Abisoye Ajayi-Akinfolarin leads the fight to close the gender gap in Nigeria’s technology sector. Ajayi-Akinfolarin was born in Akure, Nigeria. She attended the Nigerian School of Information Technology and the University of Lagos, where she received her bachelor of science degree in business administration. Ajayi-Akinfolarin began her professional career as an intern for E.D.P. Audit and Security Associates where she eventually became an associate consultant. During her time there, Ajayi-Akinfolarin became aware of the major gender gap in the information and technology sector, which prompted Ajayi-Akinfolarin to refocus her career.

Pearls Africa

In 2012, Ajayi-Akinfolarin founded Pearls Africa, an NGO that provides young women with the resources to pursue a career in STEM. For Ajayi-Akinfolarin, taking this step meant leaving a comfortable career. However, she believes fighting for her community is more important; “We want girls to be creators of tech, not mere users. Watching them write code is beautiful. Many of them never touched a computer before they got here. It’s mind-blowing. The joy on their faces, that’s more than money.”

While Pearls Africa is intended for women pursuing STEM, its overarching goal is to improve lives by reducing poverty. Along with teaching STEM, Pearls Africa teaches women about “ethics, leadership skills, self-empowerment/development, confidence, public speaking and self-esteem, which leads to economic independence.”

Pearls Africa deserves praise not for its goals, mission or philosophy but for its achievements. Since 2012, “the organization has trained [more than] 400 young women [on how to] code.” It offers eight additional programs that provide different services as well. Some of these programs focus on women’s empowerment and developing leadership skills in young women. Meanwhile, other programs offer aid. For example, Pearls Africa’s medical outreach program provides free health care assistance in Lagos, Nigeria.


Abisoye Ajayi-Akinfolarin recognizes that technology is here to stay. Her foundation’s work to empower young women with tech access and skills is beyond remarkable. Unsurprisingly, Ajayi-Akinfolarin has received multiple awards in recognition of her work. In 2018, she was recognized as Woman of the Year by the ONE Campaign and “she was named one of the 10 CNN Heroes of The Year.” Organizations like Ajayi-Akinfolarin’s must receive support in the fight to bring opportunities to impoverished communities. Hopefully, Ajayi-Akinfolarin will continue to see success and inspire women to fight gender inequality in Nigeria’s tech industry as well as the global industry.

Ana Paola Asturias
Photo: Flickr

U2’s Charity Work
Throughout its career, the band U2 has played for tens of thousands of people and gained millions of fans worldwide. The band’s influence, however, has gone beyond its music, as it has impacted millions of people with its charity work. Various members have done both individual charity work as well as work through the band. The band members’ collaborative efforts include poverty relief, disaster relief and health and human rights work. This article will highlight a few important instances of U2’s charity work.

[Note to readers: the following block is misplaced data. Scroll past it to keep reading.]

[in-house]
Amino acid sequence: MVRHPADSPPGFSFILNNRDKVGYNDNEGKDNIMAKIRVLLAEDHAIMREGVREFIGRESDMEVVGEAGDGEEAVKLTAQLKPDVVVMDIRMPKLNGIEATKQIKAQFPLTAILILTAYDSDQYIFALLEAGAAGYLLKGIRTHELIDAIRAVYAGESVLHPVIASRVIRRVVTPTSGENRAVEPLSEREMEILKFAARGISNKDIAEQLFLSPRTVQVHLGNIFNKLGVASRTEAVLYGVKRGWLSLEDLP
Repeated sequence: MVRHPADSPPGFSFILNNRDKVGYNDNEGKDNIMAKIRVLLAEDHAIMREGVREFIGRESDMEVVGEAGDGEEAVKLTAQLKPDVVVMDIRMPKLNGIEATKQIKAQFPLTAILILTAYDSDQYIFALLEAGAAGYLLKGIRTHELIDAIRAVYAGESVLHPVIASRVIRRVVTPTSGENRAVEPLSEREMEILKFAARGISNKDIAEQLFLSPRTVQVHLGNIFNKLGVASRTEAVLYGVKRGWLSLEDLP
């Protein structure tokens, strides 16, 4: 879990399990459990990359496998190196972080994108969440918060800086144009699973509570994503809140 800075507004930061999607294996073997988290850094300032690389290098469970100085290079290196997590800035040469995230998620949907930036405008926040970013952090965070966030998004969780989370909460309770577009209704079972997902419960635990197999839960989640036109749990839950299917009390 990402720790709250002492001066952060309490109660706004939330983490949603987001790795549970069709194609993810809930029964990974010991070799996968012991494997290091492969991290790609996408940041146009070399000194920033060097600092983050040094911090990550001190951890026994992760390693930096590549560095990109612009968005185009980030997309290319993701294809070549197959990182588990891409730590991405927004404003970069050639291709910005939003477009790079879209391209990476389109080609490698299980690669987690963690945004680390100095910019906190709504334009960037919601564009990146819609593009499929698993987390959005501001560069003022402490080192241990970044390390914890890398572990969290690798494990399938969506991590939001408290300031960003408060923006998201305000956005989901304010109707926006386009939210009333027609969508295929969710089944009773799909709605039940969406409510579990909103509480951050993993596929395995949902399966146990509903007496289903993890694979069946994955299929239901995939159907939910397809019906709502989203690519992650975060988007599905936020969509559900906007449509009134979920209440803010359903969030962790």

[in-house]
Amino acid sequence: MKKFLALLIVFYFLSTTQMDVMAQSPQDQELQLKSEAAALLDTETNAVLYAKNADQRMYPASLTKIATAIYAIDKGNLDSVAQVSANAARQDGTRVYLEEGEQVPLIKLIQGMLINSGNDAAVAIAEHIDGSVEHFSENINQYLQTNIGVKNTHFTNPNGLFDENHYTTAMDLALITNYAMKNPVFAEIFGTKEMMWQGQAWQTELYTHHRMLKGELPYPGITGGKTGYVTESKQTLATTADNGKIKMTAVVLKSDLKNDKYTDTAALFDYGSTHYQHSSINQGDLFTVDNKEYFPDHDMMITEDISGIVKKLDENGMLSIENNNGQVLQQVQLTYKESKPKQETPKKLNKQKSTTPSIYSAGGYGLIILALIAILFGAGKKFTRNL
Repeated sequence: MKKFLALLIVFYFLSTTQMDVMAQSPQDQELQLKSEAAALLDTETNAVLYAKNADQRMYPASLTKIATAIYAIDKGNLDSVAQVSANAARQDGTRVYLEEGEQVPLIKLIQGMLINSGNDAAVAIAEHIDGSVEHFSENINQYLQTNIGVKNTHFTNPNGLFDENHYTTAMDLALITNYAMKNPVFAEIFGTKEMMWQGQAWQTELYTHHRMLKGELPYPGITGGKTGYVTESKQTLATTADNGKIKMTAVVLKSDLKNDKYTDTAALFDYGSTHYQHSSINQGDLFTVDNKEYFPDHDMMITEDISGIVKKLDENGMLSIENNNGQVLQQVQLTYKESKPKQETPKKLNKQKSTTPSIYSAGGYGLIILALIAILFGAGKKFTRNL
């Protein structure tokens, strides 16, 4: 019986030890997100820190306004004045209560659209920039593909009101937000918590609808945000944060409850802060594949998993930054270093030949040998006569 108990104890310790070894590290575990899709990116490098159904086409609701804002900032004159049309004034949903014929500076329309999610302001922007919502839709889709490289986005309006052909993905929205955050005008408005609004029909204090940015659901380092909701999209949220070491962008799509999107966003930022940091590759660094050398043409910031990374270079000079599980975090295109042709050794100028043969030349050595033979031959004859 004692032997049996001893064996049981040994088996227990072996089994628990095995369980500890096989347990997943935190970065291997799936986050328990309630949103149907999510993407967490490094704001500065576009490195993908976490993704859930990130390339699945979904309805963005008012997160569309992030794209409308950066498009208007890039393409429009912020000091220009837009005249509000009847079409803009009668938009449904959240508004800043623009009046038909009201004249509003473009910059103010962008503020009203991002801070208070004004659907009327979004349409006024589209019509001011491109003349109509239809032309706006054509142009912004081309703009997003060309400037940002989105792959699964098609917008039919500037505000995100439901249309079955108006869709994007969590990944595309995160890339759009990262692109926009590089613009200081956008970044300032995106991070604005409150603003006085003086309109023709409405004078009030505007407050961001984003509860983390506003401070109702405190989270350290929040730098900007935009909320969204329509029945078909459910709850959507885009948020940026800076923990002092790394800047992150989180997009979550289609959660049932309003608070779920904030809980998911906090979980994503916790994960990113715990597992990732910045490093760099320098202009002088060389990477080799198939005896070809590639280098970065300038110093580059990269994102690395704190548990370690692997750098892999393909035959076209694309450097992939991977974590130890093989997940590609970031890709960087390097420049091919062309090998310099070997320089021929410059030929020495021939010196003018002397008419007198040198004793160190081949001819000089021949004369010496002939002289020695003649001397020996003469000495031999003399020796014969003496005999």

Bono’s Work With ONE & RED

ONE is a campaign that Bono, U2’s lead singer and other activists co-founded. The campaign’s aim is to fight extreme poverty and preventable diseases. In order to achieve this goal, Bono has personally met with heads of state and lobbied governments to pass legislation. Grassroots efforts and ONE’s lobbying for legislation have saved millions of lives over the last 10 years through newly funded government policies. Bono also co-founded RED, an organization that raises awareness and funds to help fight the AIDS crisis. RED has raised $600 million to date, which primarily goes toward AIDS treatment and prevention in Africa.

Disaster Relief Concerts

Throughout U2’s existence, it has played numerous concerts and events to raise money for various disaster relief benefits. In 1984, Bono and U2 bassist Adam Clayton performed at Band Aid, and in 1985, U2 performed at Live Aid. Both events raised money for famine relief in Ethiopia. The next year, in 1986, the band participated in A Conspiracy of Hope tour on behalf of Amnesty International, an organization that focuses on protecting human rights around the world. That same year, it also performed for Self Aid, which helped the homeless in Ireland. On the 20th anniversary of Live Aid, U2 played the Live 8 concert in London. This concert supported the Make Poverty History campaign.

Other Assorted Charity Work

Beyond Bono’s work with ONE and RED and the band’s charity concerts, U2 has participated in other charitable work. For instance, Bono teamed up with Muhammad Ali in 2000 for Jubilee 2000, which called for the cancelation of third world debt. Bono also founded the organization DATA, which aims to improve the political, financial and social state of those living in Africa. Bono has visited Africa on numerous occasions in an attempt to raise funds and awareness for AIDS relief. Additionally, the band donated all of the proceeds from the release of its song “Sweetest Thing” to Chernobyl Children International, which works to give those the 1986 Cherynobl accident affected medical and economic help. Most recently, U2 donated €10 million for personal protective equipment for healthcare workers on the frontline fighting COVID-19.